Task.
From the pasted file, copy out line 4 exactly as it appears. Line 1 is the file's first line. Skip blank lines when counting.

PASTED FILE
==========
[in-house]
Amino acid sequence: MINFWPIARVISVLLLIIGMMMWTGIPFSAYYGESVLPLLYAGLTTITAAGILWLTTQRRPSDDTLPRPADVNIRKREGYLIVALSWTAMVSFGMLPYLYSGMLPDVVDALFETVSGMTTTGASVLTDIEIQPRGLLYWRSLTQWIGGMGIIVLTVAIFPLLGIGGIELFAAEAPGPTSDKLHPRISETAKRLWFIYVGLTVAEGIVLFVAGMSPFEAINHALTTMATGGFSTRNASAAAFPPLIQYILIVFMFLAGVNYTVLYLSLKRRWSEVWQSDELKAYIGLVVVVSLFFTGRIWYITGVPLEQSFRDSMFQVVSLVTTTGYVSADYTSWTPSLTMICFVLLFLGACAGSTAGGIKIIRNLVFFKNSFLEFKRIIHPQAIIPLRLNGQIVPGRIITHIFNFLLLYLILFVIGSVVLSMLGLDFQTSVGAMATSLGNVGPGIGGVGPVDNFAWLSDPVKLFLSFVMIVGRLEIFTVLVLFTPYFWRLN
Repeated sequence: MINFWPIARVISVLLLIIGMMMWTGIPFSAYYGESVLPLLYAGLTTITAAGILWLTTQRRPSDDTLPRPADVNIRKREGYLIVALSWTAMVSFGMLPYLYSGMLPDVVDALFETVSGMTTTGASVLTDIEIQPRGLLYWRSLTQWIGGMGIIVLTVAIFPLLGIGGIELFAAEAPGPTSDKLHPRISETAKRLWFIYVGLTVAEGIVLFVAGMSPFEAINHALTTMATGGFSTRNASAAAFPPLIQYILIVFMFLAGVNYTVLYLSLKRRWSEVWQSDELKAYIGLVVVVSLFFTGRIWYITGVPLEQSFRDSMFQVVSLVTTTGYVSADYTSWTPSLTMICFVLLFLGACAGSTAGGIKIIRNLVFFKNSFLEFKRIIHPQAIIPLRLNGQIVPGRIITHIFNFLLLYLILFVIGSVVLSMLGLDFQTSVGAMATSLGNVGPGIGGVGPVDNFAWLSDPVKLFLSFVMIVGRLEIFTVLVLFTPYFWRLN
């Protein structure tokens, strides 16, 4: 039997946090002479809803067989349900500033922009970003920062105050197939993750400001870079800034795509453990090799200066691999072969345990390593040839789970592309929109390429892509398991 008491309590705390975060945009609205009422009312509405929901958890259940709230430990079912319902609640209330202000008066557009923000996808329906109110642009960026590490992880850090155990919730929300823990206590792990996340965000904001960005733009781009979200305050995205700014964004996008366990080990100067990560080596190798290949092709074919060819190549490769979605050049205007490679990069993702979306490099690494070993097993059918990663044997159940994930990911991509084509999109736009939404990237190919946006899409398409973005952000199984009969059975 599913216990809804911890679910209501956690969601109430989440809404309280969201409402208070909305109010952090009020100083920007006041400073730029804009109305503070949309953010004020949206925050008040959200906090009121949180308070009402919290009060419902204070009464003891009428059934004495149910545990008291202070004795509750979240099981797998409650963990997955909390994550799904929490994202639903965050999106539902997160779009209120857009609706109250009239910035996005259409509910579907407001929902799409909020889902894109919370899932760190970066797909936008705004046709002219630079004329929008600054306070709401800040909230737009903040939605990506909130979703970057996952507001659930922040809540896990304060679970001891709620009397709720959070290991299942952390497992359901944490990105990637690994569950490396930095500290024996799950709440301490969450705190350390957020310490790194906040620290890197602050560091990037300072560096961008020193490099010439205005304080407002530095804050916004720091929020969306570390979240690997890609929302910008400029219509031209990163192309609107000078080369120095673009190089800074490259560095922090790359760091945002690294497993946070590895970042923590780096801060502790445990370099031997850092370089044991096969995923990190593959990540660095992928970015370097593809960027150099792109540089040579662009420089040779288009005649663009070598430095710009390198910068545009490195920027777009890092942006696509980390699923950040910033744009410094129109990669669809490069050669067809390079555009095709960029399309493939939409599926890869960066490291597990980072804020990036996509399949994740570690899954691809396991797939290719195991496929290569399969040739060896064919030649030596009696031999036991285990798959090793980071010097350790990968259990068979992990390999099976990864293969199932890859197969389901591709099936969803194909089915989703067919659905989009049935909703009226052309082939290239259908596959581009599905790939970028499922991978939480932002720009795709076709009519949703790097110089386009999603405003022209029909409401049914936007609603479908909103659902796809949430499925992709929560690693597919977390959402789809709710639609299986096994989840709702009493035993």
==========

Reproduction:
């Protein structure tokens, strides 16, 4: 039997946090002479809803067989349900500033922009970003920062105050197939993750400001870079800034795509453990090799200066691999072969345990390593040839789970592309929109390429892509398991 008491309590705390975060945009609205009422009312509405929901958890259940709230430990079912319902609640209330202000008066557009923000996808329906109110642009960026590490992880850090155990919730929300823990206590792990996340965000904001960005733009781009979200305050995205700014964004996008366990080990100067990560080596190798290949092709074919060819190549490769979605050049205007490679990069993702979306490099690494070993097993059918990663044997159940994930990911991509084509999109736009939404990237190919946006899409398409973005952000199984009969059975 599913216990809804911890679910209501956690969601109430989440809404309280969201409402208070909305109010952090009020100083920007006041400073730029804009109305503070949309953010004020949206925050008040959200906090009121949180308070009402919290009060419902204070009464003891009428059934004495149910545990008291202070004795509750979240099981797998409650963990997955909390994550799904929490994202639903965050999106539902997160779009209120857009609706109250009239910035996005259409509910579907407001929902799409909020889902894109919370899932760190970066797909936008705004046709002219630079004329929008600054306070709401800040909230737009903040939605990506909130979703970057996952507001659930922040809540896990304060679970001891709620009397709720959070290991299942952390497992359901944490990105990637690994569950490396930095500290024996799950709440301490969450705190350390957020310490790194906040620290890197602050560091990037300072560096961008020193490099010439205005304080407002530095804050916004720091929020969306570390979240690997890609929302910008400029219509031209990163192309609107000078080369120095673009190089800074490259560095922090790359760091945002690294497993946070590895970042923590780096801060502790445990370099031997850092370089044991096969995923990190593959990540660095992928970015370097593809960027150099792109540089040579662009420089040779288009005649663009070598430095710009390198910068545009490195920027777009890092942006696509980390699923950040910033744009410094129109990669669809490069050669067809390079555009095709960029399309493939939409599926890869960066490291597990980072804020990036996509399949994740570690899954691809396991797939290719195991496929290569399969040739060896064919030649030596009696031999036991285990798959090793980071010097350790990968259990068979992990390999099976990864293969199932890859197969389901591709099936969803194909089915989703067919659905989009049935909703009226052309082939290239259908596959581009599905790939970028499922991978939480932002720009795709076709009519949703790097110089386009999603405003022209029909409401049914936007609603479908909103659902796809949430499925992709929560690693597919977390959402789809709710639609299986096994989840709702009493035993």